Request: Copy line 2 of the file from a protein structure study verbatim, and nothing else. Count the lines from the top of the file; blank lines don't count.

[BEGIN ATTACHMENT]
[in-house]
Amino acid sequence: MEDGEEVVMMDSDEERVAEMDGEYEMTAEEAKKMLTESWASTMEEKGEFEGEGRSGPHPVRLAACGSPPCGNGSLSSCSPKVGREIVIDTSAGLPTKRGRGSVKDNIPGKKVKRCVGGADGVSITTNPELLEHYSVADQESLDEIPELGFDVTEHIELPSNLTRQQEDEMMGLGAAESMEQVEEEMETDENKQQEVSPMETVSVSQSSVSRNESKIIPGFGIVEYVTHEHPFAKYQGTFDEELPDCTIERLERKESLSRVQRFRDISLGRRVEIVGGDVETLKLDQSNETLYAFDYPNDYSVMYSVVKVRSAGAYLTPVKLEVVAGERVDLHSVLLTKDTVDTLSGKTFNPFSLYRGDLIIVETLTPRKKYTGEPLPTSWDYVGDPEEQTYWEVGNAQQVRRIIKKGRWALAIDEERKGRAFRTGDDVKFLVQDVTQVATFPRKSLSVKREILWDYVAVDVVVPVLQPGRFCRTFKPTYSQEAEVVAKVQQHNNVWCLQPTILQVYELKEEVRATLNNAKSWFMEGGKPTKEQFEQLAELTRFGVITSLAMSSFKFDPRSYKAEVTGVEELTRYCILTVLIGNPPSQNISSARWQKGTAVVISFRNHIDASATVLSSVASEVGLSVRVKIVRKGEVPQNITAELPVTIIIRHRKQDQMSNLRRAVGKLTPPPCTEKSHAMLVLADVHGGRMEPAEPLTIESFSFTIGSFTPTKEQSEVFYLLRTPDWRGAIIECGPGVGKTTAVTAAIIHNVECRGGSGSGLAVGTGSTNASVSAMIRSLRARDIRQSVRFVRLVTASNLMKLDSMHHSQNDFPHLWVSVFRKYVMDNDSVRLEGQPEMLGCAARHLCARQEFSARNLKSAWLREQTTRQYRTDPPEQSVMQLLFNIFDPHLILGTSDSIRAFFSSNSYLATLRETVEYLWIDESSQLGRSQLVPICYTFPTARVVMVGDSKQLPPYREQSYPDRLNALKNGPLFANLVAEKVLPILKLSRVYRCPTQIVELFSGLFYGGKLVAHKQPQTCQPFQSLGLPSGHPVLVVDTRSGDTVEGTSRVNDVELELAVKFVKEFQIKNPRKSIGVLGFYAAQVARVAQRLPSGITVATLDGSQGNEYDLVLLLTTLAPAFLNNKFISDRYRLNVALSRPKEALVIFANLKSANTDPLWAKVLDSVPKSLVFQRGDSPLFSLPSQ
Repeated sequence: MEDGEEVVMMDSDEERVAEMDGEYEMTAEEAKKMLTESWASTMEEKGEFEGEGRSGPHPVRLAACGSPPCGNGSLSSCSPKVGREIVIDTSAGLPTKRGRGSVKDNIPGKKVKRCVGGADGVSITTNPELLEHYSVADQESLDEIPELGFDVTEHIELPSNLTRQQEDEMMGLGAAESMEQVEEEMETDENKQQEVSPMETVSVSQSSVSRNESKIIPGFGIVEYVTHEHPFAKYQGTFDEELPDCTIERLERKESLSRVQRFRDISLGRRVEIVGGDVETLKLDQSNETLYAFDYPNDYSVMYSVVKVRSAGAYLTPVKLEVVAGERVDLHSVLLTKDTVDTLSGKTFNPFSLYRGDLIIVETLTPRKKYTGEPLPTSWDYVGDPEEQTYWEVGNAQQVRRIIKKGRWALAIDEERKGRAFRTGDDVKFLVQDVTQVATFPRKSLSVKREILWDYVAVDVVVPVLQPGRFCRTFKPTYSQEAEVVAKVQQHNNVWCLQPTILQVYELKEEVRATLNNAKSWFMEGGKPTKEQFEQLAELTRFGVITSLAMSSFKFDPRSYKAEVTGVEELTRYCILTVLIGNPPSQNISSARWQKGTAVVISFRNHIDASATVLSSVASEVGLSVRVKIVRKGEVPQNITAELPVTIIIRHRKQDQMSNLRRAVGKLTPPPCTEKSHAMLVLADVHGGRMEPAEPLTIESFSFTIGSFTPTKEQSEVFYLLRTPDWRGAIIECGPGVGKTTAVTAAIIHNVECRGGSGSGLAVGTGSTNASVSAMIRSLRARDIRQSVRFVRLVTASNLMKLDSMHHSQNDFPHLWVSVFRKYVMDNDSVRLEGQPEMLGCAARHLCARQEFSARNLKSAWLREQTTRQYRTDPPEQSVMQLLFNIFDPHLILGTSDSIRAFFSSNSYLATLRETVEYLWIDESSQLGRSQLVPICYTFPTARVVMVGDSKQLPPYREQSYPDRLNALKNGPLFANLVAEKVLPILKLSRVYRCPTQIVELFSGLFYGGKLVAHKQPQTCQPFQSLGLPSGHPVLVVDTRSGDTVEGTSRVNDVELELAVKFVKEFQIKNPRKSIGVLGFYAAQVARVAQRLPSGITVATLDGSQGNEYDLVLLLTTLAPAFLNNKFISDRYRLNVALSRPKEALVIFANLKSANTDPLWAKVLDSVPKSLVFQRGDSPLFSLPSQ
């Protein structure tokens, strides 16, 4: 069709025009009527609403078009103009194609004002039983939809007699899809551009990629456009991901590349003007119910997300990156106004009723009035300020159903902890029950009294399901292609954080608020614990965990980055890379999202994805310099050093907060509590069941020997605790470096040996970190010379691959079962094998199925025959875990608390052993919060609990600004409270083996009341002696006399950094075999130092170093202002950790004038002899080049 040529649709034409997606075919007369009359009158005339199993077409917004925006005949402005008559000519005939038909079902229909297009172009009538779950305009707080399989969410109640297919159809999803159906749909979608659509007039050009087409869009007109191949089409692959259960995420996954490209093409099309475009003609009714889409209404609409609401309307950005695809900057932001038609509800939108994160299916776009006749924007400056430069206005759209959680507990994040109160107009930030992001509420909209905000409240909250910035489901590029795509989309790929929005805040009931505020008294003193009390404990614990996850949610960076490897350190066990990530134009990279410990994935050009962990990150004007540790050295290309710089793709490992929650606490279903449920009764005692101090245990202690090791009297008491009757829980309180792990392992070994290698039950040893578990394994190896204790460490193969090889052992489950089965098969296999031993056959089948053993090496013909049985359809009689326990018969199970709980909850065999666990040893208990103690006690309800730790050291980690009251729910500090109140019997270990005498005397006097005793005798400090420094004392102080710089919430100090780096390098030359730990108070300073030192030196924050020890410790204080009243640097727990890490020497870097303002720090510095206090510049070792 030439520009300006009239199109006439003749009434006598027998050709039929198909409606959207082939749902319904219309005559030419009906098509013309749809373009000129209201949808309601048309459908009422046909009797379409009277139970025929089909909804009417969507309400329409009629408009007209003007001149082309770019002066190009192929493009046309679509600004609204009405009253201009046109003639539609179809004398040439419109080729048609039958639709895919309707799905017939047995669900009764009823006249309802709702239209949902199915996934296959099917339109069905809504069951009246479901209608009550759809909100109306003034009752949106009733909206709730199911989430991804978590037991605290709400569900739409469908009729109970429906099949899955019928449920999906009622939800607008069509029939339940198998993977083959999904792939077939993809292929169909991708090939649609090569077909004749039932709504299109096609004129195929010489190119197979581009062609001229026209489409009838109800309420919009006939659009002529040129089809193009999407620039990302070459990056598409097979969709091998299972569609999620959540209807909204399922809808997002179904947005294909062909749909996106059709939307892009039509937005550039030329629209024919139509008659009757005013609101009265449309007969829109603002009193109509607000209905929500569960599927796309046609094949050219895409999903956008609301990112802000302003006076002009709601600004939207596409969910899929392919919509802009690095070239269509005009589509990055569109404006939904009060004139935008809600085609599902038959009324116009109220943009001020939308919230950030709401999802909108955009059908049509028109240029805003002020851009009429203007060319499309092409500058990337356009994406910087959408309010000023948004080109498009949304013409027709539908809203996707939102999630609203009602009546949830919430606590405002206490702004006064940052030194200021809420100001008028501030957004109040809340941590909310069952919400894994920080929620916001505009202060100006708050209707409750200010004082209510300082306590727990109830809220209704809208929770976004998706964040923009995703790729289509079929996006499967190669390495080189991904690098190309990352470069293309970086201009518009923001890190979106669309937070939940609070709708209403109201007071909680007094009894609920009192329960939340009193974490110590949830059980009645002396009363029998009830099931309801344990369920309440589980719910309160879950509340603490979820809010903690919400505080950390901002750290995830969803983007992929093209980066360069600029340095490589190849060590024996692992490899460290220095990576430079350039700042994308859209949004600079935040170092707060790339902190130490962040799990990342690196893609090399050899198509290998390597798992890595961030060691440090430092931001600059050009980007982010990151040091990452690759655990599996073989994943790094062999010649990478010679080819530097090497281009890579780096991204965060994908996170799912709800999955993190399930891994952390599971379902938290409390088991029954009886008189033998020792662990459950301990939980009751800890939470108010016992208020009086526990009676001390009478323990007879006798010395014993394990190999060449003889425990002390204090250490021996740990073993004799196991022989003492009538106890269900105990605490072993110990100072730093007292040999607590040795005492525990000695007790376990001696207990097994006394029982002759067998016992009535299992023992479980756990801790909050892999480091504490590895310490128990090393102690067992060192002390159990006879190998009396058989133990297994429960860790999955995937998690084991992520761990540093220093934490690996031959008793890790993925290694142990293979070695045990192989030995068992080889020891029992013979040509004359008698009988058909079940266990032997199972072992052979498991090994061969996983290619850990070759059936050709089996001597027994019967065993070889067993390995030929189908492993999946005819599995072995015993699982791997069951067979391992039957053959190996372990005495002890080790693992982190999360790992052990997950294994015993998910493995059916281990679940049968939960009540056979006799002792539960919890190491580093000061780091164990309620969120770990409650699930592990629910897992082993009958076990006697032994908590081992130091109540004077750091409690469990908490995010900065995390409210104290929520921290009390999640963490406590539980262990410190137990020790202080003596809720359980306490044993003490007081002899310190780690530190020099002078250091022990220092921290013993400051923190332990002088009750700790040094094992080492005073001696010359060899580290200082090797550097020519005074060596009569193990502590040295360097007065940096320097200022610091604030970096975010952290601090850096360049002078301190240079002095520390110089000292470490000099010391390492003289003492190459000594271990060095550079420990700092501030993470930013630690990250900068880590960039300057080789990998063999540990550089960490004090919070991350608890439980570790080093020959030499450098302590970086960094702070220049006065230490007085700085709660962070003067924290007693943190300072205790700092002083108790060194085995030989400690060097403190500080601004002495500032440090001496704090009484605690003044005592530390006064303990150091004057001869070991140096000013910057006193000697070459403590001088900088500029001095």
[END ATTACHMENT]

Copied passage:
Amino acid sequence: MEDGEEVVMMDSDEERVAEMDGEYEMTAEEAKKMLTESWASTMEEKGEFEGEGRSGPHPVRLAACGSPPCGNGSLSSCSPKVGREIVIDTSAGLPTKRGRGSVKDNIPGKKVKRCVGGADGVSITTNPELLEHYSVADQESLDEIPELGFDVTEHIELPSNLTRQQEDEMMGLGAAESMEQVEEEMETDENKQQEVSPMETVSVSQSSVSRNESKIIPGFGIVEYVTHEHPFAKYQGTFDEELPDCTIERLERKESLSRVQRFRDISLGRRVEIVGGDVETLKLDQSNETLYAFDYPNDYSVMYSVVKVRSAGAYLTPVKLEVVAGERVDLHSVLLTKDTVDTLSGKTFNPFSLYRGDLIIVETLTPRKKYTGEPLPTSWDYVGDPEEQTYWEVGNAQQVRRIIKKGRWALAIDEERKGRAFRTGDDVKFLVQDVTQVATFPRKSLSVKREILWDYVAVDVVVPVLQPGRFCRTFKPTYSQEAEVVAKVQQHNNVWCLQPTILQVYELKEEVRATLNNAKSWFMEGGKPTKEQFEQLAELTRFGVITSLAMSSFKFDPRSYKAEVTGVEELTRYCILTVLIGNPPSQNISSARWQKGTAVVISFRNHIDASATVLSSVASEVGLSVRVKIVRKGEVPQNITAELPVTIIIRHRKQDQMSNLRRAVGKLTPPPCTEKSHAMLVLADVHGGRMEPAEPLTIESFSFTIGSFTPTKEQSEVFYLLRTPDWRGAIIECGPGVGKTTAVTAAIIHNVECRGGSGSGLAVGTGSTNASVSAMIRSLRARDIRQSVRFVRLVTASNLMKLDSMHHSQNDFPHLWVSVFRKYVMDNDSVRLEGQPEMLGCAARHLCARQEFSARNLKSAWLREQTTRQYRTDPPEQSVMQLLFNIFDPHLILGTSDSIRAFFSSNSYLATLRETVEYLWIDESSQLGRSQLVPICYTFPTARVVMVGDSKQLPPYREQSYPDRLNALKNGPLFANLVAEKVLPILKLSRVYRCPTQIVELFSGLFYGGKLVAHKQPQTCQPFQSLGLPSGHPVLVVDTRSGDTVEGTSRVNDVELELAVKFVKEFQIKNPRKSIGVLGFYAAQVARVAQRLPSGITVATLDGSQGNEYDLVLLLTTLAPAFLNNKFISDRYRLNVALSRPKEALVIFANLKSANTDPLWAKVLDSVPKSLVFQRGDSPLFSLPSQ